researched, and organized what he wrote. He chose
just the right words to convey truth. The Wycliffe
Bible Commentary says that "just the right words"
would be better translated "pleasing words," meaning
that a teacher should make his teaching interesting
without sacrificing the truth.)
- Read Ecclesiastes 12:11. How do we learn from the words of
- What is a "goad?" (It is a prod - a sharpened stick -
that you would shove into the hide of a cow to get
him to move in the correct direction. Compare Hebrews 4:12.)
- How are wise words like embedded nails? (They hold
the truth in place in our mind. You assemble an
understanding of truth that is not constantly
- Who is the "Shepherd," the source of the wisdom in
Ecclesiastes? (See Psalms 23:1. Solomon says God is
the source of these words.)
- Overview of the Teacher's Truth
- We have this very strong endorsement of the importance and
truth of the book of Ecclesiastes. Yet it begins and ends
with "Meaningless! Meaningless! Everything is
meaningless." How are these words like a goad? (They spur
your thinking. My general conclusion is that about
everything is important. This tells me just the opposite.)
- Read Ecclesiastes 12:11-12. How does this help to define
what Solomon means by "everything" is meaningless?
- Are the words of God meaningless? (When Solomon says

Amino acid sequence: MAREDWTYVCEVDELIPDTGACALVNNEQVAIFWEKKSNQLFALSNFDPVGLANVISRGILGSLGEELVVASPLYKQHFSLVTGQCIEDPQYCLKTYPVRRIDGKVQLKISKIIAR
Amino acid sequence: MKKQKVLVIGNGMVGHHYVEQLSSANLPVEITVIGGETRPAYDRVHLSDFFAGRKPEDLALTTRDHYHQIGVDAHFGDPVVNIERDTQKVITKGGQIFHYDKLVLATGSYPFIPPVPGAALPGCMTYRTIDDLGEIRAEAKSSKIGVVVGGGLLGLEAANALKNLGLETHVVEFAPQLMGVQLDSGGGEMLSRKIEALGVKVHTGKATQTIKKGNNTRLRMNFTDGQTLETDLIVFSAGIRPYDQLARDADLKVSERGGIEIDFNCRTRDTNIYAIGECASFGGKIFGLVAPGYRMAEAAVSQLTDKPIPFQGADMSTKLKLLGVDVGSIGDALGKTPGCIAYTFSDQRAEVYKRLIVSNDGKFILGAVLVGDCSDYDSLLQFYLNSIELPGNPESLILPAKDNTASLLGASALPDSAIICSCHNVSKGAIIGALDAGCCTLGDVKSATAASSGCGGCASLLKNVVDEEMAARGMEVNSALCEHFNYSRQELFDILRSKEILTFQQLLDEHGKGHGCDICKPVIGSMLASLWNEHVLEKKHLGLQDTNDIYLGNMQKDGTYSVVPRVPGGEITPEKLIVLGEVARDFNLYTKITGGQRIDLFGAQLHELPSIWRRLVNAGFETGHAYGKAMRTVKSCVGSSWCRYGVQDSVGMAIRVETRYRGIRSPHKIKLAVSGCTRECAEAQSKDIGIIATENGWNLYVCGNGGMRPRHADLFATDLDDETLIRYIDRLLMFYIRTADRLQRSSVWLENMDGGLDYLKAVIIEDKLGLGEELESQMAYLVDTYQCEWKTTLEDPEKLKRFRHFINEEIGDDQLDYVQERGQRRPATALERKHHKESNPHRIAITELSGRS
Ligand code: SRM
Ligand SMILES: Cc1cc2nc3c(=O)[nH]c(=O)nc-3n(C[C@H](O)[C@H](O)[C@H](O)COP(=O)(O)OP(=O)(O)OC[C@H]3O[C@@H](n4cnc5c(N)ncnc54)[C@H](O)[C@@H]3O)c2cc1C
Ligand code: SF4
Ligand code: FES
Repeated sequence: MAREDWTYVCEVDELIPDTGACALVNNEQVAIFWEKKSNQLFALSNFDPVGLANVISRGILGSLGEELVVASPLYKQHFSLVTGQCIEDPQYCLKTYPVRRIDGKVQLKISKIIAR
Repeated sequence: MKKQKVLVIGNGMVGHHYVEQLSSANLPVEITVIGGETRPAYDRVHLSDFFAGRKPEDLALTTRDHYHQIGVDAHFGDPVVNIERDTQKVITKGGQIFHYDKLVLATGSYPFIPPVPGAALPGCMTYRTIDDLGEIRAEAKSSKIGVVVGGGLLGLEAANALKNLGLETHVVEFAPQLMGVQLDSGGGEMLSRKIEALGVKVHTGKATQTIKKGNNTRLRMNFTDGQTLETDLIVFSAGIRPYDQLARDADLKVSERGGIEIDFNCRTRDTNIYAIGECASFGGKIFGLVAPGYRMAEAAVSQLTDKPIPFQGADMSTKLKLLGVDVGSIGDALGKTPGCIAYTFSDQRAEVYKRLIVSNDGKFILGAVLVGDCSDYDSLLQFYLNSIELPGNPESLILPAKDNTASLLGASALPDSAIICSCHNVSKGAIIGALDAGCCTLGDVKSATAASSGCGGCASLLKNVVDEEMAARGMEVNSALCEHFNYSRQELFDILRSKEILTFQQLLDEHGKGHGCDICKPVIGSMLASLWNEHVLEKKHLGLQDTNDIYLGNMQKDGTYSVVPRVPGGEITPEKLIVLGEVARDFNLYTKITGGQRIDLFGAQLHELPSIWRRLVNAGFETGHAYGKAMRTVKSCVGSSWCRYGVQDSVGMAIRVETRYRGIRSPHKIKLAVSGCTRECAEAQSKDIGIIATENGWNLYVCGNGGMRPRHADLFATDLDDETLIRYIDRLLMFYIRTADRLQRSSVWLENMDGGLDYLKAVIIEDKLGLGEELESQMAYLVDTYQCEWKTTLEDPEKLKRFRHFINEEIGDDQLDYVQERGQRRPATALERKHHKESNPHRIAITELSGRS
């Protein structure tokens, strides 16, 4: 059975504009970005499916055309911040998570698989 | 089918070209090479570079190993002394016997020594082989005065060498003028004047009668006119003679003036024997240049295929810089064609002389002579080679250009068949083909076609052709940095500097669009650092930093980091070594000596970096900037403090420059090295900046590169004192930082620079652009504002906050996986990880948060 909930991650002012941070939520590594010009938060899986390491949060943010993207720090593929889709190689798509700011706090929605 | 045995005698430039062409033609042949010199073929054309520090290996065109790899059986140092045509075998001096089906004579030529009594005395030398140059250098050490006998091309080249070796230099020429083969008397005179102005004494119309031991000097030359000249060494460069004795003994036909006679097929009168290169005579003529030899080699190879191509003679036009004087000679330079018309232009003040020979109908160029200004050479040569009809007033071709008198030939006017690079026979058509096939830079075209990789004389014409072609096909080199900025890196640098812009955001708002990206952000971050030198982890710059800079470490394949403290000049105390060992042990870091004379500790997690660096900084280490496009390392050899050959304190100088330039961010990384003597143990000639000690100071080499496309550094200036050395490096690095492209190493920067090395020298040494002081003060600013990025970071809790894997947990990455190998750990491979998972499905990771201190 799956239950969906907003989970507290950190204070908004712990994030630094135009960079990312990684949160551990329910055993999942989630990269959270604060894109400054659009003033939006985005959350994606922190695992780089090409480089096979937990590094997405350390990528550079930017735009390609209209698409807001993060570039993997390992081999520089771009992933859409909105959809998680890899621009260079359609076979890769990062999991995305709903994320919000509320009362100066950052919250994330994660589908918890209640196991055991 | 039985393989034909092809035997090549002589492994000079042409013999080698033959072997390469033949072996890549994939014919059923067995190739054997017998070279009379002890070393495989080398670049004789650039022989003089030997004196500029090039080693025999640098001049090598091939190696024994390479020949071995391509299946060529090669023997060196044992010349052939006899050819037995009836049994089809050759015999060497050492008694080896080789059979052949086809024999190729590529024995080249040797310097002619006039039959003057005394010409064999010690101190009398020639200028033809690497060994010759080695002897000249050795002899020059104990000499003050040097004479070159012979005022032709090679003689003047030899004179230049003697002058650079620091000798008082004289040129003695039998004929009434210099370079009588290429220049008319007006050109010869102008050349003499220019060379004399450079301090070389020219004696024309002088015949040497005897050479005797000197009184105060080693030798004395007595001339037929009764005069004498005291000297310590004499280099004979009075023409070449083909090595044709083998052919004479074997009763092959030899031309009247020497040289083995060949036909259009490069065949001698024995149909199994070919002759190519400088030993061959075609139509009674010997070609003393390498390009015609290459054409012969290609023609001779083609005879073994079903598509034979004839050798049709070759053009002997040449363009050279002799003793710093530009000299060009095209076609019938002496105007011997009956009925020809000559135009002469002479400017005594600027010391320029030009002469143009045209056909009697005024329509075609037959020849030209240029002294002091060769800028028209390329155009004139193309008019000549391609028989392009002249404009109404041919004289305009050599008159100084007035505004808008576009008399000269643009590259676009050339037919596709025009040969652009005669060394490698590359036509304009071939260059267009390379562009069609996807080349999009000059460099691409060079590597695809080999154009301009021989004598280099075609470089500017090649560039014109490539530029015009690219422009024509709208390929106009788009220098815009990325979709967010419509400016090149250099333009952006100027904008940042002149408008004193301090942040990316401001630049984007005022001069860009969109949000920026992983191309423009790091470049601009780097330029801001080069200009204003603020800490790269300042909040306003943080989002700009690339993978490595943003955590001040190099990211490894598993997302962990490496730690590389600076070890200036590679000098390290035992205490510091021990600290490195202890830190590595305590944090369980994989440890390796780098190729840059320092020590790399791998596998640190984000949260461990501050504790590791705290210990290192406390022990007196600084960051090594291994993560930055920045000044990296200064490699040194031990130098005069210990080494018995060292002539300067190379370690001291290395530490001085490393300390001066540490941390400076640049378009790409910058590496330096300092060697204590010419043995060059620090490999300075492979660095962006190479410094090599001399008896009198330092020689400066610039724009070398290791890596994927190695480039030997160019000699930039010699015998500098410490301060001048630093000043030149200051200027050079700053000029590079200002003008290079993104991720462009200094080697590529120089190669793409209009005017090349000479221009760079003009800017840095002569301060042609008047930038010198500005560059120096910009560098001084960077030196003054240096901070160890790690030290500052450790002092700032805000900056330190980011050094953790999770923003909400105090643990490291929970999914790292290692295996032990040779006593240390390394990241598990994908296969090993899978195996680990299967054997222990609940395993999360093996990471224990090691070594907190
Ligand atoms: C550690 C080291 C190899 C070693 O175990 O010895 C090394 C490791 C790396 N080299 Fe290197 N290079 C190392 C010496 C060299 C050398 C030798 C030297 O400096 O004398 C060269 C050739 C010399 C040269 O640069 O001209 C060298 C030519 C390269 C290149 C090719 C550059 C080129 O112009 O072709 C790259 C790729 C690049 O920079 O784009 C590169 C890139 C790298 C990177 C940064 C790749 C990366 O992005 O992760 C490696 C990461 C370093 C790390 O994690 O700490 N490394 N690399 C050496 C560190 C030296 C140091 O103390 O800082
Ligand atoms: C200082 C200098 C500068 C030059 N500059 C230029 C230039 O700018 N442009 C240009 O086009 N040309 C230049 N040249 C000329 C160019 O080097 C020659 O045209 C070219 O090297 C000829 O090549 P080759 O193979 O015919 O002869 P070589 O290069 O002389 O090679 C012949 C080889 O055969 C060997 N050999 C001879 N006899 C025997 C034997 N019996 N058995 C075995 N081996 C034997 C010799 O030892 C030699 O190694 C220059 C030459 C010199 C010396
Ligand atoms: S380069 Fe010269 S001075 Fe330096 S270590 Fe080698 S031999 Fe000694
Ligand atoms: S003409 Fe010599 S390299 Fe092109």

"everything" he is not including the words of God.)
- Read Deuteronomy 4:2. What does this text and
Ecclesiastes 12:12 suggest about the GoBible lessons
and the sermons you hear at church? Should they be
ignored as meaningless? (The goal of every good Bible
study, the goal of every good sermon, is to point the
student to the Word of God. Human views are
meaningless and wearisome. God's words are truth.)
- Read Ecclesiastes 12:13. We have further definition of
what is meant by "everything is meaningless." Tell me what
Solomon tells us is meaningful? (To fear God and keep His
- Is this a truth that survives the cross? Is this a
message consistent with righteousness by faith? (Read
John 14:15. Jesus tells us that if we love (fear)
Him, we will obey Him. This is eternal wisdom and
- Read Ecclesiastes 12:14. Is the judgment something that is
meaningless? (No! In our meaningless world, what we should
keep in mind is the judgment. The idea of judgment should
drive our actions.)
- Is this wisdom, or scare tactics? (I just read a
fabulous little article on which I am going to base
my next sermon. It argues that if we are Christians
because we think it will make our life more
comfortable and more prosperous, then when things
become less comfortable and prosperous we will leave.
But, if we become Christians because it is the only
way for us to hold on to life and avoid eternal
death, then we will hold on to the gospel no matter
- What is meant by our "hidden things" being brought
into judgment? (Our actions are generally seen, but
our thoughts are hidden. God judges both our actions
and our thoughts. See Matthew 5:27-28.)
- Friend, is life meaningless or worth living? Solomon tells
us that a relationship with God makes life worth living.
Will you determine today to give your heart to God and
begin that relationship with Him?
- Next week: Nothing New Under the Sun.
* Copr. 2007, Bruce N. Cameron, J.D. All scripture references are to the New International Version (NIV), copr. 1973, 1978, 1984 International Bible Society, unless otherwise noted. Quotations from the NIV are used by permission of Zondervan Bible Publishers. Suggested answers are found within parentheses. The lesson assumes the teacher uses a blackboard or some other visual aid.